Surprisingly, this attitude has infiltrated the thinking of many women my age, who should still be new enough in the web of lies called adulthood to know better. One of my most vivid college memories is of a conversation with a good friend about my (to her) bizarre aberration of virginity. She and another pal had been delving into the gruesome specifics of their past sexual encounters. Finally, after some time, my friend suddenly exclaimed to me, “How do you do it?”

A little taken aback, I said, “Do what?”

“You know,” she answered, a little reluctant, perhaps, to use the big bad V-word. “You still haven’t . . . slept with anybody. How do you do it? Don’t you want to?”

The question intrigued me, because it was so utterly beside the point. Of course I want to—what a strange question!—but mere wanting is hardly a proper guide for moral conduct. I assured my concerned friend that my libido was still in proper working order, but then I had to come up with a good reason why I had been paying attention to my inhibitions for all these years. I offered the usual reasons—emotional and physical health, religious convictions, “saving myself” till marriage—but nothing convinced her until I said, “I guess I don’t know what I’m missing.” She was satisfied with that and ended the conversation. Read the rest at First Things.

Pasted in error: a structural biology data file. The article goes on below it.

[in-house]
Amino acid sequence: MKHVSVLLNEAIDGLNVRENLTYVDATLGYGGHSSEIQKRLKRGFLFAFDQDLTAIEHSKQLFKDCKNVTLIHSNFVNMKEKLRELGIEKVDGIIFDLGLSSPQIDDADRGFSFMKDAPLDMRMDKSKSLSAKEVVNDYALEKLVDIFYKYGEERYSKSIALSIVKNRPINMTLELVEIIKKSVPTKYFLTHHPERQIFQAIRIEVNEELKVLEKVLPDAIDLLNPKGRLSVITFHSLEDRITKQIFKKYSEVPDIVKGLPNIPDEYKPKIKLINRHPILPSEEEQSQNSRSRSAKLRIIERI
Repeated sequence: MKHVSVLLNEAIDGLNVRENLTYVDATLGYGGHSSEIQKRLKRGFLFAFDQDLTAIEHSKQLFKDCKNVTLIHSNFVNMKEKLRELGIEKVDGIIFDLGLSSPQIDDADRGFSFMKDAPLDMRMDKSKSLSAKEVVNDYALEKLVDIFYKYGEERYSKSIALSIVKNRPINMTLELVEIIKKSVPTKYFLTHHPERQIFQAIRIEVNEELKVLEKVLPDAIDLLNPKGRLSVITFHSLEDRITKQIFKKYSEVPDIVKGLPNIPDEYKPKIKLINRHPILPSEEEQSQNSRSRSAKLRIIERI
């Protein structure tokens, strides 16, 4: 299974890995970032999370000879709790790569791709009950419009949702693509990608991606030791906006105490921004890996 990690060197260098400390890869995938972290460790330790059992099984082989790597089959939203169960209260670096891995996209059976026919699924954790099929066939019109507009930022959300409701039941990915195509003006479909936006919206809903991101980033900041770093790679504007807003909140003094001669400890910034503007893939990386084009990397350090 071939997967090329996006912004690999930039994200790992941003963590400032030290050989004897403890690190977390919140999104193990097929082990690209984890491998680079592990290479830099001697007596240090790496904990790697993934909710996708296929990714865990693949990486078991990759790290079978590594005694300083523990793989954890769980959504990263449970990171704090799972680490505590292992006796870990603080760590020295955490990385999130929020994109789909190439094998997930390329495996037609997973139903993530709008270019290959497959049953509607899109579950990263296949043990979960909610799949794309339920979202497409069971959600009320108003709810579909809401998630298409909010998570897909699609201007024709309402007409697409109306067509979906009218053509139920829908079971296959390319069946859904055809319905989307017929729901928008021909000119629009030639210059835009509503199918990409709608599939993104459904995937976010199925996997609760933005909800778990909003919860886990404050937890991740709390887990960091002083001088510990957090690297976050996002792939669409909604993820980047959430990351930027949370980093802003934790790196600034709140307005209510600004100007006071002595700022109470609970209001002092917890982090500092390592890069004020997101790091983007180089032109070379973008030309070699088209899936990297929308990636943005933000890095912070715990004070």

Posted by Kristen Padilla at Thursday, January 7, 2016
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The Dean Recommends: Joyous Surrender - A Rhapsody in Red (and Green)

By Joseph Bottum
December 22, 2015

I love the elegant Christmas-dining pictures in Bon Appétit. The holiday dishes and cutlery in the pricey Williams-Sonoma catalogue. The winter ornaments and widgets arranged so beautifully by Restoration Hardware. The season’s advertisements in the New Yorker, the Sunday Times magazine, House Beautiful, and all the rest—clean, refined, sophisticatedly simple expressions of upper-middle-class taste, displayed in magazines for the rest of the middle class to gaze at in wonder. To aspire to in hope. To ache for in greed.

Not that I’m without the good old American impulse to ape the decorating manners of my betters. I can page through the exquisite pictures of Architectural Digest, unfazed by photo captions such as “A Dolce & Gabbana-designed Christmas tree shimmers in the Art Deco lobby of London’s Claridge’s hotel.” But mostly I love all the magazine pictures of elegance, this time of year, because they help me grasp the deep, true meaning of the Nativity—since whatever Christmas is, it ain’t this stuff. Oh, Santa Baby, it ain’t this stuff, at all.

Give me the vulgarity of inflated reindeer, bobbing out on the lawn. Give me trees drooping under the weight of their ornaments. Give me snow piled to the rafters, the dozen crèches my wife scatters wildly around our home, like breadcrumbs leading back through the woods. Give me houses so lit up that the neighbors dream at night of sunstroke. Fruit cakes so dense they threaten to develop their own black-hole event horizons. Gingerbread cottages and Mouse King nutcrackers and wreaths on every door and silly Christmas cards and eggnog so nutmegged that the schoolchildren carolers cough and sputter as they try manfully to gulp it down.